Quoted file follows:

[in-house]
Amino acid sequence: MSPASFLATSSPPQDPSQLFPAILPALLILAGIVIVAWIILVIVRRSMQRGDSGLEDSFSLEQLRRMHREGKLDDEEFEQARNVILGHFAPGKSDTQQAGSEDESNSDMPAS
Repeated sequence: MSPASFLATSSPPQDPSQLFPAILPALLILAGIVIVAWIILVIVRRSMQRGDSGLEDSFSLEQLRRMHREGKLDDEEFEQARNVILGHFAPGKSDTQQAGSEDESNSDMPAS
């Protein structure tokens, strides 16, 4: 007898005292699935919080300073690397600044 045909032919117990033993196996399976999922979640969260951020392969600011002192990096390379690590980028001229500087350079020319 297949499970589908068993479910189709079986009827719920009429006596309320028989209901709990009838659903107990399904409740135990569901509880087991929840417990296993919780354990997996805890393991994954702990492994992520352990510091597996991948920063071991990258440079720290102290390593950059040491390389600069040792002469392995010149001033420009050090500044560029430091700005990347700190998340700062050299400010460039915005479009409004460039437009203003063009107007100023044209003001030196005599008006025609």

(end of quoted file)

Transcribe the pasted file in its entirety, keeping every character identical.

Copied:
[in-house]
Amino acid sequence: MSPASFLATSSPPQDPSQLFPAILPALLILAGIVIVAWIILVIVRRSMQRGDSGLEDSFSLEQLRRMHREGKLDDEEFEQARNVILGHFAPGKSDTQQAGSEDESNSDMPAS
Repeated sequence: MSPASFLATSSPPQDPSQLFPAILPALLILAGIVIVAWIILVIVRRSMQRGDSGLEDSFSLEQLRRMHREGKLDDEEFEQARNVILGHFAPGKSDTQQAGSEDESNSDMPAS
């Protein structure tokens, strides 16, 4: 007898005292699935919080300073690397600044 045909032919117990033993196996399976999922979640969260951020392969600011002192990096390379690590980028001229500087350079020319 297949499970589908068993479910189709079986009827719920009429006596309320028989209901709990009838659903107990399904409740135990569901509880087991929840417990296993919780354990997996805890393991994954702990492994992520352990510091597996991948920063071991990258440079720290102290390593950059040491390389600069040792002469392995010149001033420009050090500044560029430091700005990347700190998340700062050299400010460039915005479009409004460039437009203003063009107007100023044209003001030196005599008006025609």